Bitterroot River runs through Montana history

By: 
Rick and Susie Graetz
University of Montana Department of Geography
A red barn stands along the foothills of the upper Bitterroot Range as autumn leaves begin to turn color.

Though its length is short in comparison to other major Montana rivers, the landscape the Bitterroot River flows through is long in beauty and historical significance. Guarding it on the west is the abruptly rising Bitterroot Range, while the lower-profiled, forest-covered Sapphires Mountains look down from the east. The surrounding valley is one of the fastest growing regions in the state.
The west and east forks of the Bitterroot, rushing out of opposite mountain ranges, join near the small hamlet of Conner to create the river named for Montana’s state flower. From the beginning of its flow, the river heads north and covers about 80 water miles – only 65 or so by air – until it gives up its identity to the Clark Fork River at Missoula. The gradient is relatively gentle, as only 900 feet of elevation is lost.
The East Fork of the Bitterroot comes off the Continental Divide in the Anaconda Pintler Wilderness well to the east of the valley. Near Sula it meanders through historic Ross’ Hole. The hole, as trappers called high mountain valleys, was a gathering place for Native Americans and later trappers. Named for mountain man Alexander Ross, who along with his party was trapped by snow near the Bitterroot headwaters in 1823, it also was a place of significance to the Lewis and Clark Expedition.
There is a great deal of controversy among professional and amateur scholars alike as to the exact interpretation of the two captains’ journals. According to Stephen Ambrose in Undaunted Courage, “The confusion of creeks and ravines cutting through the steep mountainsides has made the route the expedition used one of the most disputed of the entire journey.” So suffice to say, they may have stayed on the Bitterroot Divide for a while before dropping down on Sept. 4, 1805, near the East Fork of the Bitterroot River and Sula at today’s Ross’ Hole. Here they met the Salish – the captains called them Flathead – who were on their way to Three Forks to meet Cameahwait (Sacajawea’s brother) and his Shoshone people to hunt buffalo. Clark estimated the encampment to be “a nation of 33 Lodges about 80 men 400 Total and at least 500 horses.”
Ridding themselves of some of the lesser desirable steeds they had traded for in mid-August with the Shoshone, the Corps upgraded its herd by purchasing 11 “ellegant horses” and “exchanged seven for which we gave a fiew articles of merchendize.”
Leaving the Salish on Sept. 6, they met and followed the East Fork of the Bitterroot River on the east side, camping a few miles northwest of Sula. At first, the captains called the present Bitterroot “Flathead river,” then soon thereafter renamed it “Clarks river.” Meriwether Lewis, in his journal, described it as “a handsome stream.”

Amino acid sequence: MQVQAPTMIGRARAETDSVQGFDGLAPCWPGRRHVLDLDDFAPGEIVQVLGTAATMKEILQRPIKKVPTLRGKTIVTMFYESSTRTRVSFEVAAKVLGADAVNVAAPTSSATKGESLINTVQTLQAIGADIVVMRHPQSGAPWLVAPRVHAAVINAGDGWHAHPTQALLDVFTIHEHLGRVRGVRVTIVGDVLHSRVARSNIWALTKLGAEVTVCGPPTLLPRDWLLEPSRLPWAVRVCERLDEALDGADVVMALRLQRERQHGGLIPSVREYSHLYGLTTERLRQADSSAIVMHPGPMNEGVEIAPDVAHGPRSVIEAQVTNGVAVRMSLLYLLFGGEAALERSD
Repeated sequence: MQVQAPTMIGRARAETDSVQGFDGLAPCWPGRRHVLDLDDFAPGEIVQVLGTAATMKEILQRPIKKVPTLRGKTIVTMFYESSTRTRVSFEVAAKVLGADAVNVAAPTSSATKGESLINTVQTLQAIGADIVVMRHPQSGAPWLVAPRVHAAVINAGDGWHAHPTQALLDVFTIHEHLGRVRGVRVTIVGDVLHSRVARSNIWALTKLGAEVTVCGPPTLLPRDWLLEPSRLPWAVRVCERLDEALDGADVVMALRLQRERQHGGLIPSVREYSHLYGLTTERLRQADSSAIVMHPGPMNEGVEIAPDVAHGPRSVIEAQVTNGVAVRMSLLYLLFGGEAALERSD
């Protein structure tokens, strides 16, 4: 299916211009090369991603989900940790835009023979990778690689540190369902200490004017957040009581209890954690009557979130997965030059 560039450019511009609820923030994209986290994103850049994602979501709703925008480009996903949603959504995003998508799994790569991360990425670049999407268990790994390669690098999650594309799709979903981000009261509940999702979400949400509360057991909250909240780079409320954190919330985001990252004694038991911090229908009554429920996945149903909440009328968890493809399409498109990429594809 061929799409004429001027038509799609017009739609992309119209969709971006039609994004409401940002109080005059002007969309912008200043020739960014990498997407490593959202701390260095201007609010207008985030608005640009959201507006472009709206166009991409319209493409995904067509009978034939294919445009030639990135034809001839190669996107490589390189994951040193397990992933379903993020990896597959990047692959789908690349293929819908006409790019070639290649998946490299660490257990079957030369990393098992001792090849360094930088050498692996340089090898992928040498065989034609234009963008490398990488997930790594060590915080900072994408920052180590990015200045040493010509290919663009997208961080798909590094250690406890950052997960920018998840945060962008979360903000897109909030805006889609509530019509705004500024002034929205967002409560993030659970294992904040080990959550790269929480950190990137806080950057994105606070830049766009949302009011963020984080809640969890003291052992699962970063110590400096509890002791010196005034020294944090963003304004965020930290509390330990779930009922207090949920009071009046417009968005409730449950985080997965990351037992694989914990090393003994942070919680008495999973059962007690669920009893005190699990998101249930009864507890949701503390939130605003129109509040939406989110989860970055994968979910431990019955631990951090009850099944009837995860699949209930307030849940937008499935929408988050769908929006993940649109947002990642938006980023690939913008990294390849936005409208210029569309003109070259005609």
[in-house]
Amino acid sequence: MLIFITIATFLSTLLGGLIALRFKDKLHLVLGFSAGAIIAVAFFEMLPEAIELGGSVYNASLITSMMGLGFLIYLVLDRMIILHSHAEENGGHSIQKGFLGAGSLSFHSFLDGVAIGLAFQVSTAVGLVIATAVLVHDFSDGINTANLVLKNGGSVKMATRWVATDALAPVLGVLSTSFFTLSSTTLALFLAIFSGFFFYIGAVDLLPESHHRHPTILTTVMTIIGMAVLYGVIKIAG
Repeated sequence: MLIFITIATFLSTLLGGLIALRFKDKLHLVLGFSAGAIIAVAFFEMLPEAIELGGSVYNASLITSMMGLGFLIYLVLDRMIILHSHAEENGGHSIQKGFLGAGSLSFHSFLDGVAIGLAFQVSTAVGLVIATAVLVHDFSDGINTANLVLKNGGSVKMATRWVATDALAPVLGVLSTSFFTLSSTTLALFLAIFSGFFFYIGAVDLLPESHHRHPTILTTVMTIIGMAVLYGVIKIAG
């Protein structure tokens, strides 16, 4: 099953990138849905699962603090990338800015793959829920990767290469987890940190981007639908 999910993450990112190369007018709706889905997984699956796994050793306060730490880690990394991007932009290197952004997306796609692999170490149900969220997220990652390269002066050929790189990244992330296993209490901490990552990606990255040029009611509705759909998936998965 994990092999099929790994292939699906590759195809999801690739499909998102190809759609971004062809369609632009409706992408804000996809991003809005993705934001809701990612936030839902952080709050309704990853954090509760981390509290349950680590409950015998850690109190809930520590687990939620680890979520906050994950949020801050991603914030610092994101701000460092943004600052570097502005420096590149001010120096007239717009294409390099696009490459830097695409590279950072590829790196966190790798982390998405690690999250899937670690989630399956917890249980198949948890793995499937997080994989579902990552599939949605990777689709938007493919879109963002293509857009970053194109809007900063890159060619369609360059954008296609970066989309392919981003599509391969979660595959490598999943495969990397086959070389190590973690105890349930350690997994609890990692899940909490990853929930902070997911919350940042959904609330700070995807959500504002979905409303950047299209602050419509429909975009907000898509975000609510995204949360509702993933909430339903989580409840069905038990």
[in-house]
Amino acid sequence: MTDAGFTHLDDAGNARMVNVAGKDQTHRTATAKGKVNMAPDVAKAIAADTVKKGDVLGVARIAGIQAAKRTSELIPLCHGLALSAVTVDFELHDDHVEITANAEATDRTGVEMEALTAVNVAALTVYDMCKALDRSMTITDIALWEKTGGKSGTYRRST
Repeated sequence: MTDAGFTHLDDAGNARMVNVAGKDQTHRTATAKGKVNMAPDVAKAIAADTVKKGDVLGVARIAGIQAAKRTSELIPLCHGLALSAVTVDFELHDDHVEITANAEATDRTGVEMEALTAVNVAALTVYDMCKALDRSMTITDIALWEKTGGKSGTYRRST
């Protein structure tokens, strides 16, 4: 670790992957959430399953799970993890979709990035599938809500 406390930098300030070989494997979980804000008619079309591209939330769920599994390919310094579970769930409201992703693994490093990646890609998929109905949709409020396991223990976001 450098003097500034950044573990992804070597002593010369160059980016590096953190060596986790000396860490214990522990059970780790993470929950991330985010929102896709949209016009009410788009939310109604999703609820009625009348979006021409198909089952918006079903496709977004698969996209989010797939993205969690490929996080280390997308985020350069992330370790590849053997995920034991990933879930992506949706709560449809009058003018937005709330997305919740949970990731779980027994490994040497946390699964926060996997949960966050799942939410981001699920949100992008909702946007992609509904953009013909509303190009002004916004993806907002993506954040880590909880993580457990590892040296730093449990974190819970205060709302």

The Corps would have passed the mixing spot of the East and West Forks. The West Fork starts on the Bitterroot Divide and the Montana/Idaho state line southwest of Highway 93 and Lost Trail Pass. On its way to the valley, it fills in Painted Rocks Lake, a reservoir named for the Native American pictographs on the rocks along the west side. Further down the West Fork, Alta – the nation’s first U.S. Forest Service Ranger station – still stands. Passing Conner, the East Fork meets its counterpart, and the Bitterroot ​River is propelled forward.
On Sept. 7, 1805, the Corps of Discovery followed the Bitterroot River on a relatively easy course. The men had a close view of the seemingly insurmountable Bitterroot Range to the west, and as Sgt. Patrick Gass so aptly put it, “the most terrible mountains I ever beheld.” Noticing snow on the peaks, they wondered if winter was making an early approach. Camp that night was near today’s Grantsdale on the east side of the river. On Sept. 8, their night’s stay was close to Stevensville on the right riverbank, where numerous streams enter the Bitterroot.
It was at the confluence of the Bitterroot River and Lolo Creek, that they established one of their better-known camps, “travellers rest.”
Lewis’ journal entry of Sept. 9, 1805, reads, “Set out at 7 A M. this morning and proceeded down and the Flathead (Bitterroot) river leaving it on our left, the country in the valley of the this river is generally a prarie and from five to 6 miles wide,” continuing downriver and eventually crossing to the west side “encamped on a large creek (Lolo Creek) which falls in on the West as our guide informs us that we should leave the river at this place and the weather appearing settled and fair I determined to hault the next day to rest the horses and take some scelestial Observations. we called this Creek ‘Travellers rest.’” The spot is located about 1 mile up from the creek’s junction with the Bitterroot River by the town of Lolo.

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